Today is my first chance to lecture in a classroom setting. As I have been preparing over the last couple weeks, I have found that I will never get it the way I want it. I have been writing and rewriting parts of it for the last three days and am not really sure that I’ve got it right. I am not really nervous about doing it, which is somewhat of a surprise for me. I am usually terrified to preach in front of people; I figured teaching would give me the same feeling.
The lecture is on community formation and mission, two things that tend to get split up in the church. The mission boards and spiritual life committees rarely dream of working together or being the same group of people, yet I think not doing it this way is a disservice to the church. Discipleship and mission both inform one another and are interrelated.
We must always keep in mind is that the mission of the church is intricately tied to the formation of disciples. The kinds of disciples you have will determine what mission you are able to accomplish, and what kind of mission you participate in will determine what kinds of people you have for disciples. This is the normal way the church functions; however, often times we dont recognize that these aspects are interconnected, and if we do we have a hard time incorporating both of these together. Take, for instance, your basic membership intro courses what kinds of material does it cover? Essential church doctrines, polity, history, and the purpose of the church are the most common subjects covered in these classes. If you want to learn about mission or outreach, you will have to take another class. Those of us in the church tend to dichotomize belief and action. In modernity, belief and action are accepted dualisms, most churches fall on one side of the category or the other depending on how you read and interpret the Gospel. Jesus life, his ‘theology,’ and his actions were all apart of the same motion as he proclaimed the Kingdom of God. We as the church need to recapture this kind of holistic discipleship.
I think that the Lord’s Prayer offers us a paradigm for community formation and mission, or as I am calling it Missional Formation.??? I think the words missional formation, get at a holistic idea for community formation better than other ways we can talk about it. It reminds us that not only are we a people always in mission, but that our mission shapes us and we need to be shaped for mission. The Lord’s Prayer teaches us what concerns are most important for our communities to care about, and pray for, while we continue to recite this simple prayer we find that it shapes our mission by bending our wills??? toward God’s will.
In the next week I will be posting the rest of my thoughts and findings on the Lord’s Prayer as missional formation.
Technorati Tags: discipleship, lords prayer, mission, missional formation, modernity, theology reflection
4 responses to “Lecture Today and Intro to The Lord’s Prayer”
Wess, I enjoyed you sharing your thoughts.
I think if a community really did embody the Lord Prayer as a “mission statement” that would be awesome.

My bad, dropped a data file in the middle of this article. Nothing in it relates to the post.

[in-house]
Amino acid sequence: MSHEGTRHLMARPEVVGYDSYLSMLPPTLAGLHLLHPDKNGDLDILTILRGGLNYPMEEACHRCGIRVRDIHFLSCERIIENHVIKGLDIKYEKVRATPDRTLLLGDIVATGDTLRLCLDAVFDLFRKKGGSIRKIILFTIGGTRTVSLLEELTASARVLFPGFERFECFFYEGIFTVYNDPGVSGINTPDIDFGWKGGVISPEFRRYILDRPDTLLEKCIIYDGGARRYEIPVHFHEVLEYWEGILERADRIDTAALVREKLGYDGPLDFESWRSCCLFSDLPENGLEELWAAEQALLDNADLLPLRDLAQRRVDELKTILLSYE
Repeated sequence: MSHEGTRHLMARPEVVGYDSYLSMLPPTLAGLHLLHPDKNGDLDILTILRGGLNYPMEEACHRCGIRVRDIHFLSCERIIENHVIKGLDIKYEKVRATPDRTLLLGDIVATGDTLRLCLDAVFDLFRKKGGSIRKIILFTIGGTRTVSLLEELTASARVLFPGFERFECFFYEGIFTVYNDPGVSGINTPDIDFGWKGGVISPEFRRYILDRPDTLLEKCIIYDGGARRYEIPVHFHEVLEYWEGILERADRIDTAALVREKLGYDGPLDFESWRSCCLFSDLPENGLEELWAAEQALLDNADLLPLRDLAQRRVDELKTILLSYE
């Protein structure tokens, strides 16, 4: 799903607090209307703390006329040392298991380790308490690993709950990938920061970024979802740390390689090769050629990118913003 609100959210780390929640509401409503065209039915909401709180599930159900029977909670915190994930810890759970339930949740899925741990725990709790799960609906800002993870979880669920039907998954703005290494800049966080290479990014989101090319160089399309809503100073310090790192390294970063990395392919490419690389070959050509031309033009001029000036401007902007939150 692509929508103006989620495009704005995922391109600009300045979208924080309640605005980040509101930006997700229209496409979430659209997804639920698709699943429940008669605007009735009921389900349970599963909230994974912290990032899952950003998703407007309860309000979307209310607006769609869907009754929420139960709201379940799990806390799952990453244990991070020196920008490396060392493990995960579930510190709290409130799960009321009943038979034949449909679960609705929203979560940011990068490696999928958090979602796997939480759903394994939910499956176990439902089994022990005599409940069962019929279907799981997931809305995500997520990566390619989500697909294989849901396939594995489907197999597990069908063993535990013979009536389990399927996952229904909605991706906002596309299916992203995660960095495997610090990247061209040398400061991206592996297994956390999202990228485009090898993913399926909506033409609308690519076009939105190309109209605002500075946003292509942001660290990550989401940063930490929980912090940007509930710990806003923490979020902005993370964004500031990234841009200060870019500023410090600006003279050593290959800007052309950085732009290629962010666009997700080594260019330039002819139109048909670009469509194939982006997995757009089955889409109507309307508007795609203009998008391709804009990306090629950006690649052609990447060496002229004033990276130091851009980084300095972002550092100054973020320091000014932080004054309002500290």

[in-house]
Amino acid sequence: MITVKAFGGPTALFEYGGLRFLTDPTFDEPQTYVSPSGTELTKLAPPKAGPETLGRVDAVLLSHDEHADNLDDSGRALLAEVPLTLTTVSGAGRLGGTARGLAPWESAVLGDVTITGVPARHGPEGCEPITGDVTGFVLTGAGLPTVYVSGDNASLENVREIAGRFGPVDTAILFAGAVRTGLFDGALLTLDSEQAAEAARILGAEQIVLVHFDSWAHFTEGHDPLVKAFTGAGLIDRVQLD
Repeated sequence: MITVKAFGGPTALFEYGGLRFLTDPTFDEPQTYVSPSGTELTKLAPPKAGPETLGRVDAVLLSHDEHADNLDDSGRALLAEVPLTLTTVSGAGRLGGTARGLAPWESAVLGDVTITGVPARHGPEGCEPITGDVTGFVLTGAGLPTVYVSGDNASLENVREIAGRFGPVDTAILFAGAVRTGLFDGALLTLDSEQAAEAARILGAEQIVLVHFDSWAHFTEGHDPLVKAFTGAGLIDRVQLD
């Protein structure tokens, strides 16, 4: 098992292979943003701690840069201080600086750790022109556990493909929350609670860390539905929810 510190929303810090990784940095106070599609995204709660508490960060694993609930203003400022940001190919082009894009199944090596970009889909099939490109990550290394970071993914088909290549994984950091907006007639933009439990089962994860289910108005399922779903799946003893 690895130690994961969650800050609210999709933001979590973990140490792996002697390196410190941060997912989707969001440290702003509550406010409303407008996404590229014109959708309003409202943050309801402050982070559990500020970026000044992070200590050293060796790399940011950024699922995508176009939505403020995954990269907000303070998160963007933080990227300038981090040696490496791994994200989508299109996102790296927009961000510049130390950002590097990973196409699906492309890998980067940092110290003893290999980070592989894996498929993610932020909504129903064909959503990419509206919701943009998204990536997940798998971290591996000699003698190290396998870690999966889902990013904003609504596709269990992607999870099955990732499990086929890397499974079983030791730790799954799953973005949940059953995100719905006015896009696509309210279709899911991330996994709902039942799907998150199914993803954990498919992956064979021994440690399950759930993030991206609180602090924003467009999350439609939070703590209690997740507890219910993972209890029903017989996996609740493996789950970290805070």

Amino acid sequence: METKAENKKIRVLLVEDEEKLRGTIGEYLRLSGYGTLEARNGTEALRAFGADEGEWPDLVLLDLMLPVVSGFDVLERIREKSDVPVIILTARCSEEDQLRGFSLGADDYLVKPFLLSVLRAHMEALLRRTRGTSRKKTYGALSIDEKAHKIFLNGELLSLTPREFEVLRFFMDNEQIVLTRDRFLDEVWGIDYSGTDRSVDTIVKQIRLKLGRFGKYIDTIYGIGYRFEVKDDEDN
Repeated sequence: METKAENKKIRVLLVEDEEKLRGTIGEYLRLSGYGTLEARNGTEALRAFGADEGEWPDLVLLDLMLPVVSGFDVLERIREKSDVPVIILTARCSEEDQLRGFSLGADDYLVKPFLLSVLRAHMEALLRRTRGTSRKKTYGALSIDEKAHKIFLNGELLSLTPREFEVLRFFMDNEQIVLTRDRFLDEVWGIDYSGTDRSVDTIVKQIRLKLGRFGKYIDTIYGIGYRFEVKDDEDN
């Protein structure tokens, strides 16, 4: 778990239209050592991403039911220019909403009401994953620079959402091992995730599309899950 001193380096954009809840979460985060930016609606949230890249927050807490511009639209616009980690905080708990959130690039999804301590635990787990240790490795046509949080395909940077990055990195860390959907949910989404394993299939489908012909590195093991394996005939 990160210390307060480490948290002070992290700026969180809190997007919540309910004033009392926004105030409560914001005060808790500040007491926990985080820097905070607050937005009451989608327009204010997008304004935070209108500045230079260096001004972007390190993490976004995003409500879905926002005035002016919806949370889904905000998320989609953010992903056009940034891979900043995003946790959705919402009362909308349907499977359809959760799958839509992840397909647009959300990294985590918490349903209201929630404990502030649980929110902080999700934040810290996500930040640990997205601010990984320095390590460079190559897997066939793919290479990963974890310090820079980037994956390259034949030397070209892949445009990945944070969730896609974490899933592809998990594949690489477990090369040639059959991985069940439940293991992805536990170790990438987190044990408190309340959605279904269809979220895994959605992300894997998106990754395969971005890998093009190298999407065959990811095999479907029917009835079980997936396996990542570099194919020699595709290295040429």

[…] Since I am in the process of thinking and writing about the Lord’s Prayer as a paradigm for community and missional formation for churches it seemed a fitting time to discuss how the prayer points us in the direction of a humble life. The Lord’s Prayer* is set in the context, actually in the exact middle (meaning its of grave importance), of Jesus’ famous sermon – the sermon on the mount. Jesus sets up the prayer by telling his disciples to not be like the hypocrites (and TV evangelists), who flaunt their spirituality all over the public airwaves. Rather true humility is when you pray with the door closed so no one can see you. Its not that spirituality is to be a private thing, its not; in fact most of the sermon on the mount is about public faith, but our own spiritual development??? and relationship with God isn’t measured on how pompous and well-known we make it. […]
Kyle thanks for being in class again I appreciate your hard work and I look forward to seeing your final paper this quarter.
[…] I’d like to frame the next group of featured??? posts that will be showing up here on gathering in light. I will be continuing to post my thoughts on the Lord’s Prayer, and how it can and should be used as a missional discipleship tool in churches from Anabaptist and Quaker, to emerging and missional, to Orthodox and Catholic (and everyone in between) churches. The main points of thinking that will be presented here is: how the Lord’s Prayer ought to be something practiced by all Christians on an ongoing basis, comparisons between the Qaddish, an early Jewish Prayer, and the Lord’s Prayer, as well as thoughts on each of the petitions and how they should inform the church’s overall missional engagement with the surrounding culture. I am posting these thoughts in about 800 words, in hopes to spread out the conversation and encourage dialogue. This project is something I have been working on and thinking about for the past year, and have recently lectured on at Fuller. Ultimately I would like to get these thoughts published in a journal if they fly here. Your feedback will be very appreciated and useful in my further developing of these thoughts. […]